India has lost a $7 billion WTO case against US. Meanwhile China has won its case with the WTO now allowing the Chinese to impose a $3.6 billion sanction on American goods. The verdict comes days after India and US officially suspended defense cooperation in what is now giving rise to a full-fledged India-US Trade War. India, meanwhile, is engaged in negotiations with China and Southeast Asian nations over a new RCEP Agreement seen by observers as a threat to India’s Seed Sovereignty.
The U.S. won a case against India at the World Trade Organization alleging improper use of export subsidies valued at more than $7 billion, reported Bloomberg.
The WTO’s dispute-resolution panel agreed that “India gives prohibited subsidies to producers of steel products, pharmaceuticals, chemicals, information technology products, textiles, and apparel, to the detriment of American workers and manufacturers,” the U.S. Trade Representative in Washington said in a statement Thursday.
WTO rules prohibit export subsidies, but makes exceptions for developing countries until they reach certain economic benchmarks. India’s exemption expired, according to USTR, and the Geneva-based trade body rejected the country’s position that it was entitled to more time even after hitting the threshold.
The case was filed in March 2018 by the U.S., challenging what it said were illegal export subsidies provided to Indian firms. The decision, which can be appealed, comes amid a brewing India US Trade War.
The Trump administration earlier this year canceled India’s preferential access to the U.S. market under a scheme for developing countries and since then the two sides have been engaged in stop-start negotiations to resolve their differences.
On Sept. 24, U.S. Trade Representative Robert Lighthizer and Indian Commerce Minister Piyush Goyal met on the sidelines of the U.N. General Assembly, raising expectations that the two sides were poised to reveal a new trade deal following months of talks.
But according to information leaked from the meeting as reported by Stratfor, the negotiators failed to agree on Indian concessions on information and communication technology, dairy, pharmaceuticals, agriculture, e-commerce, and data localization — in short, every bone of contention that have stymied an agreement for months. Still, U.S. President Donald Trump told visiting Indian Prime Minister Narendra Modi the same day that they would be able to announce a trade deal soon.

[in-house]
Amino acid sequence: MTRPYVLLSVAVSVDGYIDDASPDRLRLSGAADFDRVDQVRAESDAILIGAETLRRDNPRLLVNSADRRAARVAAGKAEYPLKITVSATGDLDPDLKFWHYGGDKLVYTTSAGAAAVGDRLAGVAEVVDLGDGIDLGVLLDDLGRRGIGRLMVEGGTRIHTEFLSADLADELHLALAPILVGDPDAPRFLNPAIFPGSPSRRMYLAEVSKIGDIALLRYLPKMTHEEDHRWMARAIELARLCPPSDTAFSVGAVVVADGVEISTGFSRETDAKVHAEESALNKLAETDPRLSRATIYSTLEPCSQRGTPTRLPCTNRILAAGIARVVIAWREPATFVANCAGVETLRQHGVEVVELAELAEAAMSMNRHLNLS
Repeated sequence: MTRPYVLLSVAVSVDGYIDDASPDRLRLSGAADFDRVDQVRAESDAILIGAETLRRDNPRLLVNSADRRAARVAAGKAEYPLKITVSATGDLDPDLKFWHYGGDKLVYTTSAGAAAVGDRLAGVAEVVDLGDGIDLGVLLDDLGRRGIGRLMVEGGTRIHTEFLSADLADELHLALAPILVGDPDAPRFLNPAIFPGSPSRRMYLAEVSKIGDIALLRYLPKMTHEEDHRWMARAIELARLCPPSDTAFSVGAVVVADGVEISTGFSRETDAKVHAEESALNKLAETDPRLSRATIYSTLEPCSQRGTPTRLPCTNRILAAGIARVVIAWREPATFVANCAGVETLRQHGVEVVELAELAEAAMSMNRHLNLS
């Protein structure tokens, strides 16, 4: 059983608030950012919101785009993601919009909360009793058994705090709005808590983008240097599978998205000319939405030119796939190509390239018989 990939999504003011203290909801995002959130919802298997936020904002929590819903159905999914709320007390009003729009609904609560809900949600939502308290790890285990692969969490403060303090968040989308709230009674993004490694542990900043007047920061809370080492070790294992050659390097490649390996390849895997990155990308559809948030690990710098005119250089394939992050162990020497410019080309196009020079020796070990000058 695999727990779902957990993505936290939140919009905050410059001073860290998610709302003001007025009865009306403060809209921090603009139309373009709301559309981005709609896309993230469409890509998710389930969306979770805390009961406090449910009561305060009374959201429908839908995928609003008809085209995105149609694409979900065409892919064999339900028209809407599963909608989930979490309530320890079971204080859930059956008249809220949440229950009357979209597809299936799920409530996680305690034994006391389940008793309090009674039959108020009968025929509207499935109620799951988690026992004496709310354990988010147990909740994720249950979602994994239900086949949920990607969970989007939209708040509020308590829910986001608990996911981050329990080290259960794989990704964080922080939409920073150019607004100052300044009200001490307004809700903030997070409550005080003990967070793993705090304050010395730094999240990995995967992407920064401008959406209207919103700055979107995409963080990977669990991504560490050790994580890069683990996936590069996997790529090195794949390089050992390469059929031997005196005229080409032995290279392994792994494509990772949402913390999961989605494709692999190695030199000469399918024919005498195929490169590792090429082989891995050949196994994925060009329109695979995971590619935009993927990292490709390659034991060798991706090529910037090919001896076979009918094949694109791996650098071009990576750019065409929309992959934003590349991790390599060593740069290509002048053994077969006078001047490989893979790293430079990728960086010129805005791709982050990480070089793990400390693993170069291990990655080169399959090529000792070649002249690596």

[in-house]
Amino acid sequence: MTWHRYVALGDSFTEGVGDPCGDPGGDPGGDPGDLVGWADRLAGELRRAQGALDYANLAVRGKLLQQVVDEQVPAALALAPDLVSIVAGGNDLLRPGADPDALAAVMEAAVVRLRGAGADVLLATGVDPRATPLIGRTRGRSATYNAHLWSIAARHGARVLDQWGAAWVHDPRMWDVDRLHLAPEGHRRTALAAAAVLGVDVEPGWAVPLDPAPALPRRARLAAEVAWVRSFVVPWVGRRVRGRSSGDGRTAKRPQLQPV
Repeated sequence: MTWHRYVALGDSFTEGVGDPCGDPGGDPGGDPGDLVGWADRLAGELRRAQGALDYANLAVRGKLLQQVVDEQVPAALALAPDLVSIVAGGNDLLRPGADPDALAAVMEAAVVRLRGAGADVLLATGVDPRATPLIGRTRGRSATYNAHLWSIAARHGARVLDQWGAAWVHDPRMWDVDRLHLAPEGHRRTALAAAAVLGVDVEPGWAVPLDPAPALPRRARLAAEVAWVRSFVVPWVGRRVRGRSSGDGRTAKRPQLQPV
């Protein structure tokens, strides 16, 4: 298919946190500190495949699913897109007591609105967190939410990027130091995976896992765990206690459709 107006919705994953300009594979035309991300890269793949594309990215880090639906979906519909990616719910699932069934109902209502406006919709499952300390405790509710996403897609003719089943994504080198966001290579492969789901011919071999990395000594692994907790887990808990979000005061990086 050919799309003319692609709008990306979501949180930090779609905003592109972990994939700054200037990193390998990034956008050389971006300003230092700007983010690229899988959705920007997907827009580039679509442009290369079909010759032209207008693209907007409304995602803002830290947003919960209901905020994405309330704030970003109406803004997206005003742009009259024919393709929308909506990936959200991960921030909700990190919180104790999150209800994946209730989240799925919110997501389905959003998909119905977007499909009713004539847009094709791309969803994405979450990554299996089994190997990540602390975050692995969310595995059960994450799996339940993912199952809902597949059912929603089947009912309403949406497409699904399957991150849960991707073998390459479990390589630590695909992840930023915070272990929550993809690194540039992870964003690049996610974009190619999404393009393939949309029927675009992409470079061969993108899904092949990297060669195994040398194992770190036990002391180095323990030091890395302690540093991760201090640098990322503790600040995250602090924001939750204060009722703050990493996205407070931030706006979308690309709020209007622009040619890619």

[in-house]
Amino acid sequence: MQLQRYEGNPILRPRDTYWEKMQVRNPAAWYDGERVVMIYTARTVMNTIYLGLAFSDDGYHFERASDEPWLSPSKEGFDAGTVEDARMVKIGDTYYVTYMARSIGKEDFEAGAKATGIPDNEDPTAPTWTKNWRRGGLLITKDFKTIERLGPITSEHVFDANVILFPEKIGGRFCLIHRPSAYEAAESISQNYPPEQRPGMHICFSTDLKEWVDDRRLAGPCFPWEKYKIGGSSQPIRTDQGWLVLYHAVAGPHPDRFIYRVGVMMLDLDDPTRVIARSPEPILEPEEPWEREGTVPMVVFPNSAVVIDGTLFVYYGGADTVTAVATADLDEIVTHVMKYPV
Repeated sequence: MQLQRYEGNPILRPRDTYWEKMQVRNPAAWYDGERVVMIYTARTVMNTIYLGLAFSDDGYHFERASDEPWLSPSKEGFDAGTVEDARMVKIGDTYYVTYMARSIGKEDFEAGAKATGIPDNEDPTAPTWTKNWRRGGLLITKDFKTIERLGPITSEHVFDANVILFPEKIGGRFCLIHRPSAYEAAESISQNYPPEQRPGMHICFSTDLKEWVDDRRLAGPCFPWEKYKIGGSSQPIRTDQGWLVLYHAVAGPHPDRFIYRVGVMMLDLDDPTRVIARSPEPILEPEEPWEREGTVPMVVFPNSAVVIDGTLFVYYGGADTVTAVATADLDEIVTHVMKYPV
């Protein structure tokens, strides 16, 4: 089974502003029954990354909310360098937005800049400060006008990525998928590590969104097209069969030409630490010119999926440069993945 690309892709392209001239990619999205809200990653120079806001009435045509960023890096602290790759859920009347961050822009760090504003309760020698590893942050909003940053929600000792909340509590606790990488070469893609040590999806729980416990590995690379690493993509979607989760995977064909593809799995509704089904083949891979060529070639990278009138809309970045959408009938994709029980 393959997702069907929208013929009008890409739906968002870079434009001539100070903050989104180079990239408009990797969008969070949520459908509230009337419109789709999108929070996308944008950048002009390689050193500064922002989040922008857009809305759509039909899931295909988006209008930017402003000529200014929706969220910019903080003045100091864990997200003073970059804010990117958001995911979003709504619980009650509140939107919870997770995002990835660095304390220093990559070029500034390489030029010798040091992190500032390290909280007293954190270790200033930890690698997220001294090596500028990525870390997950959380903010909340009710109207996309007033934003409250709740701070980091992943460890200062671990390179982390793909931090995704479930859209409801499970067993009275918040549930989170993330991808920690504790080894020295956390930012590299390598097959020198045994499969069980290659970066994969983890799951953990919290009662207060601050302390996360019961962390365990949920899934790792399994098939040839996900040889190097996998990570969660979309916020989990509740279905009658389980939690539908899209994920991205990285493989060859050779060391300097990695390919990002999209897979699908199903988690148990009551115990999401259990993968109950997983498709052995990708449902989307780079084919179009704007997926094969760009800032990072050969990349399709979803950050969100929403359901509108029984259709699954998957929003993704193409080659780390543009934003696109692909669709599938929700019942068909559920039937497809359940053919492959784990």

Bilateral trade, which totaled $142.1 billion last year, remains the major friction point in the U.S.-India relationship. India exported $83.2 billion worth of goods and services to the United States and imported $58.9 billion, resulting in a $24.3 billion surplus. Trump, pointing to the imbalance, has singled Modi out in the past as the “tariff king,” demanding that New Delhi reduce its trade surplus with Washington and lower tariff barriers for American commerce in India.
The US imposed on India an additional tariff of 25% and 10% on import of steel and aluminum products in March last year. In April, a Congressional Research Service brief on US-India trade relations noted, “Bilateral tensions have increased over each side’s tariff policies.” Then, on May 31 – the day after the inauguration of NDA government to start its second term – the Trump administration announced that it was terminating India’s participation in the Generalized System of Preferences (GSP) which allows eligible developing countries to import to the United States duty free. Last year, the GSP accounted for approximately $5 billion of the $83.2 billion in imports India sent to the US.
In response, the government of India imposed retaliatory tariffs on 28 products originating or exported from the US with effect from 16th June this year. India is expected to get an additional $217 million of revenue from the retaliatory tariffs. This tit-for-tat created substantial tension in the India-US relationship going into the G20 Summit.
Most recently, in a major development brewing for sometime now, India and US have officially suspended Defense Cooperation after Americans refused to give India high-end jet-engine technology. At the heart of the Indo-US Strategic Partnership is what is known as the Defense Technology and Trade Initiative or DTTI. Under the 2012 DTTI, India and the US set up joint working groups (JWGs) for cooperation on aircraft carriers and jet engine technology, all of the 4 pathfinder projects have now been shutdown. The move comes days after former US Secretary of State and National Security Adviser Henry Kissinger’s visit to India.
India, meanwhile, is engaged in negotiations with China and Southeast Asian nations over a new Regional Comprehensive Economic Partnership. RCEP Agreement seen by observers as a threat to India’s Seed Sovereignty would create a vast free-trade bloc spanning the Indo-Pacific from New Zealand in the east to India in the west and China and Japan to the north. The RCEP agreement, if implemented, will offload all the excess agricultural produce from China into the Indian markets freely shifting our balance of payment and food sovereignty into Chinese hands.